Don't Shut Edwards Up
By Jay Ambrose
"They want to shut me up," says John Edwards, who apparently thinks jokes about his $400 haircuts are part of a plot to keep him quiet. I am on his side. Leave the man alone. Let his jaw keep flapping at 100 mph.
With every word the Democratic candidate for president utters, the public learns that much more about his demagogic, hypocritical phoniness. Even in a recent Creston, Iowa, tantrum about scary forces spouting trivia to drown out his seriousness, he was busily providing evidence that bunkum is his specialty.
"This stuff is not an accident," he said, seemingly making the same point as his recent TV commercial contrasting emphasis on hair with emphasis on tragedy. "Nobody in this room should think this is an accident. You know, I'm out there speaking up for universal health care, ending this war in Iraq, speaking up for the poor. They want to shut me up. That's what this is about. 'Let's distract from people who don't have health-care coverage. Let's distract from people who can't feed their children ... Let's talk about this little silly frivolous nothing stuff so that America won't pay attention.' "
There was more about some unidentified, evil souls who are "going to control the media ... everything that's being said," and you find reason to worry. What if these figments of his feigned fright really did get him to quit yapping? Among other minuses, we wouldn't know he thinks conspirators are at work in all those snide comments about his haircuts.
So, you handful of right-wing phantoms in charge of America's comedians, blog sites, radio talk shows, cable TV shows, newspapers, magazines, backyard gossipers and people in the streets, please let Edwards continue to substitute an absurdity for a commonsense perception that goes like this: Spending that much on one's looks is a signal of a rich man's superficial vanity, worth noting, in part, because this particular rich man hops around the country talking about "two Americas," an America of the conniving superrich on the one hand, and on the other, of the poor and the middle class.
Edwards himself was able to join up with the first of those two Americas mainly as a lawyer filing medical-malpractice suits. The same kinds of ornery folks who mock his spendthrift infatuation with his wavy locks might characterize these suits as piratical raids on the legitimate holdings of doctors, hospitals and insurance companies and observe that a consequence has been to send health costs higher for everyone in his home state of North Carolina. Never mind, because here he comes with plans to raid the wealth of others again, this time in a universal-health-insurance program that would likely be a redistributionist mess.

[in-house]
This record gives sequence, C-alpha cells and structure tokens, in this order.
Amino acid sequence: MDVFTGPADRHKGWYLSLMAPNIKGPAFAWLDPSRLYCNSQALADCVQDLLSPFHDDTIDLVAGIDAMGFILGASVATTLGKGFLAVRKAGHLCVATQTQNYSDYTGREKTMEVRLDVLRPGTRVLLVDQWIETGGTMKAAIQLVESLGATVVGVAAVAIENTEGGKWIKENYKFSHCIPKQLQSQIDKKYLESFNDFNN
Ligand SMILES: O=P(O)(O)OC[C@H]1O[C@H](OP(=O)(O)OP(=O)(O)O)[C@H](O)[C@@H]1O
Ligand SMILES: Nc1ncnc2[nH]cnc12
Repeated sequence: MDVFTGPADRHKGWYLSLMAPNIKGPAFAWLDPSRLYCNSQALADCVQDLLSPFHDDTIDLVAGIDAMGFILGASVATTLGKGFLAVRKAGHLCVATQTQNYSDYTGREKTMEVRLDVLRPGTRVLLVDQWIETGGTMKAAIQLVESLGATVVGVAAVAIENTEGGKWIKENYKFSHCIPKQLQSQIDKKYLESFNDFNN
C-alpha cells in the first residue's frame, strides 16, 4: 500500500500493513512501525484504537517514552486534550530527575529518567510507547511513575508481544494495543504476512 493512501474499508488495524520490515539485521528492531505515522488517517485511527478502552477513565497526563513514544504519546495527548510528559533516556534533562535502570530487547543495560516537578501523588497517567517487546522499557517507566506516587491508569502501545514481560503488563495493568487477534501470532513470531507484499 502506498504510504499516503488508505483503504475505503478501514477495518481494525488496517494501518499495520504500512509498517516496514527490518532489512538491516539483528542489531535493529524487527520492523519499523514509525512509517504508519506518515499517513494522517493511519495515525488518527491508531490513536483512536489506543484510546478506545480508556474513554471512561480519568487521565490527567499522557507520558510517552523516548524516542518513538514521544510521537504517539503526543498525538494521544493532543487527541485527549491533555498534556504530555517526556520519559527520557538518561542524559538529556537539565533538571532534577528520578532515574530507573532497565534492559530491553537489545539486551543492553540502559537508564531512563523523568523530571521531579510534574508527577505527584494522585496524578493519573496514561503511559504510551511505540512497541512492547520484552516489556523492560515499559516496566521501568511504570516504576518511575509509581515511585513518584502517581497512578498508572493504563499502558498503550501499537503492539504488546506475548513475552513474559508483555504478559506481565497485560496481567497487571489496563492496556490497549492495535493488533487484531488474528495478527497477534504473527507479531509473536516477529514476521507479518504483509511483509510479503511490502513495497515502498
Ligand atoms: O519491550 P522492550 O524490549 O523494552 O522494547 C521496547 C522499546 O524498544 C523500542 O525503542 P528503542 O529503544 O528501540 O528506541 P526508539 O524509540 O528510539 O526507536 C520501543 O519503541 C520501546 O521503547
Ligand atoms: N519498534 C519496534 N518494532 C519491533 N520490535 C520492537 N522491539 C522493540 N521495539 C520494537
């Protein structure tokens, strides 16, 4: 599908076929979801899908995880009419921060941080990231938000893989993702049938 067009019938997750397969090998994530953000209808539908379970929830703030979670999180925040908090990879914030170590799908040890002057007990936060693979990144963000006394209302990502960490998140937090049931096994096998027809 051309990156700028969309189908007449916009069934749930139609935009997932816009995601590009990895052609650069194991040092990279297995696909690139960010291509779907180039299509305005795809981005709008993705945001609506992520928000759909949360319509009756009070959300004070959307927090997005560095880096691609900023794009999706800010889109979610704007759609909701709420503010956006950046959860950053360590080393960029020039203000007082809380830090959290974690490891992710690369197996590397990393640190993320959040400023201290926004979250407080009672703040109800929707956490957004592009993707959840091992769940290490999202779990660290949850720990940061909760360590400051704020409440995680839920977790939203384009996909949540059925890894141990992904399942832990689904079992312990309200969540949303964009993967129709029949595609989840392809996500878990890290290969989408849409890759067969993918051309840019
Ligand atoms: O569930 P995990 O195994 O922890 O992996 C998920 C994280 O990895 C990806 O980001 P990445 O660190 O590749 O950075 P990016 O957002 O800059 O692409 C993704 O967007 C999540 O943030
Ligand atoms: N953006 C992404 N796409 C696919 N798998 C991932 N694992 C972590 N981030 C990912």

The candidate could better help the situation by donating his hair-care costs to public clinics and reminding himself, despite irresistible glances in the mirror, that most of the rich become rich honestly. It's an easy if despicable game to appeal to envy through castigating the best off among us and wooing the resentful with schemes that take lots from some to give to many. The historically demonstrated end of putting such exaggerated rhetoric into practice is to make everyone poorer. And Edwards is right that we already have more than enough poor people.
His mistake is in failing to understand that poverty is not an issue of systemic unfairness or neglect. Even if we need to redirect some expenditures or consider new programs, we do assist the poor and near poor in a host of ways while simultaneously enforcing an income tax that remains steeply progressive. The basic causes of poverty in our affluence-generating, free enterprise economy are cultural, such as unwed motherhood. The increases in poverty are a result of the legal and illegal immigration of people without the tools that allow immediate entrance into a middle class that happens to be doing better than anytime in history, despite ever-present difficulties.
So, John, I am with you. It is crucial to the republic that your garrulousness runs rampant to the point where your standing in the polls is lower than that of that standup comedian, the hilarious Dennis Kucinich. Talk it up, John, and, by the way, keep getting those revealingly expensive haircuts. Don't let the conspirators nab the scissors.